Off Broadway Reviews
This is the third production of the play I have seen. In the original Broadway production Robert Prosky and Sam Waterston played the dueling Soviet and American diplomats, and in the Keen Company's slightly rewritten revival in 2014 the parts were played by Kathleen Chalfant and Paul Niebanck. The Barrow Group cast includes Martin Van Treuren as Andrey Botvinnik (the Soviet) and K. Lorrel Manning as John Honeyman (the American).
The plot is generally straightforward. In brief, the two men meet four times over the course of a year (once during each season) in order to devise a possible nuclear arms agreement between the two countries. Away from a sterile boardroom and out of distance from a prying press, the two men are able to chat more honestly and personally in a forest clearing near Geneva. Discussion between the two men moves from nuclear threats and political posturing to country music and favorite colors. Therefore, the central question is as much about whether or not the men will reach an arms agreement as it is about might or might not a full-fledged bromance develop.
More so than the other times I have seen the play, I was reminded of Samuel Beckett's Waiting for Godot. The characters seem comparatively alone in the universe while at the mercy of larger forces (that are always unseen but in complete control of the world's destiny). Blessing even seems to quote Beckett when near the conclusion he has Botvinnik ask his associate, "Shall we go back?" They do not.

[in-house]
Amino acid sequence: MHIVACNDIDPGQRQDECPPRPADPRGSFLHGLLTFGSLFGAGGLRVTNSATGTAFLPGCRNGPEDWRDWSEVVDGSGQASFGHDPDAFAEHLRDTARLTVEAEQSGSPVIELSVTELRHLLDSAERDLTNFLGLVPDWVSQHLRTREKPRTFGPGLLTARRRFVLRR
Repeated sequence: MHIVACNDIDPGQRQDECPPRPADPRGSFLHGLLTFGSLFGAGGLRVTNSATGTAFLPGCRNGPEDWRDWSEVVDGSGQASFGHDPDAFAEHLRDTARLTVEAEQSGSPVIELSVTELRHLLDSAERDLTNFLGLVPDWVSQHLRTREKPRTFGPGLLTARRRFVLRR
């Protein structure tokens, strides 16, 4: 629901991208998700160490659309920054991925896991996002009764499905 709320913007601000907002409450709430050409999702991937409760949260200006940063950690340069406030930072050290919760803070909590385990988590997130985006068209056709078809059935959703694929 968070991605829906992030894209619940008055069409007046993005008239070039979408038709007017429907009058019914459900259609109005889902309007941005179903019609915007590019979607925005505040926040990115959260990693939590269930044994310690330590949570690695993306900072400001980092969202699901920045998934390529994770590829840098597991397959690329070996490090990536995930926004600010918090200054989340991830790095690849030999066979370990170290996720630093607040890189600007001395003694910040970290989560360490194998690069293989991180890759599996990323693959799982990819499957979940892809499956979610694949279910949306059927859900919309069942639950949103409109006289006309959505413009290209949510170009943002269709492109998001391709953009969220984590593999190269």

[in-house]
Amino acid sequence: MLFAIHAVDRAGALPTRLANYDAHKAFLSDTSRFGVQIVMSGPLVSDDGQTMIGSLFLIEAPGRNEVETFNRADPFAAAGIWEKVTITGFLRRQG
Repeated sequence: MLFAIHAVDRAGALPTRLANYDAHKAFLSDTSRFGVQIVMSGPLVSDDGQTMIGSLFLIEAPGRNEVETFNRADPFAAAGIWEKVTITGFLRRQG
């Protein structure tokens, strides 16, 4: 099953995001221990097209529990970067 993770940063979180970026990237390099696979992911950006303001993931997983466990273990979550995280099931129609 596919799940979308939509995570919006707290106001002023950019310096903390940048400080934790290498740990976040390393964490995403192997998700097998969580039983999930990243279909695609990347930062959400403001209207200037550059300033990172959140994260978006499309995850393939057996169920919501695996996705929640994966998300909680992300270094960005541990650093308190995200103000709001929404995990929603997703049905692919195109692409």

Whereas Godot takes place in a post-apocalyptic world, A Walk in the Woods paints a precarious condition in which Armageddon is always a failed mediation away. Addressing mankind's absurd and perverse desire to eradicate itself, Honeyman says, "If we fail now, history itself will disappear."
Under Donna Jean Fogel's unfussy direction, Van Treuren and Manning bring, for the most part, admirable restraint to their roles. There are glimmers of optimism throughout, but the overall sense is wistfulness and quiet resignation. Van Treuren's Botvinnik is less cuddly and misleadingly obtuse than Robert Prosky's take on the character, and his is not as deceptively (and hilariously) manipulative as Kathleen Chalfant's interpretation, but he successfully mines the part for suitable humor and pathos.
As Honeyman, Manning holds his own in the far less showy part, and his frustration with his intractable consort builds effectively. His blow-up scene, however, is a bit too big and does not reflect the well-practiced and ingrained reserve of the character.
The play certainly speaks to audiences today, and amid the noisy and noisome political climate, perhaps it is advisable to take in a mild and reflective play every now and then. After all, in Blessing's open-air, forested setting the only tweets come from the birds.
A Walk in the Woods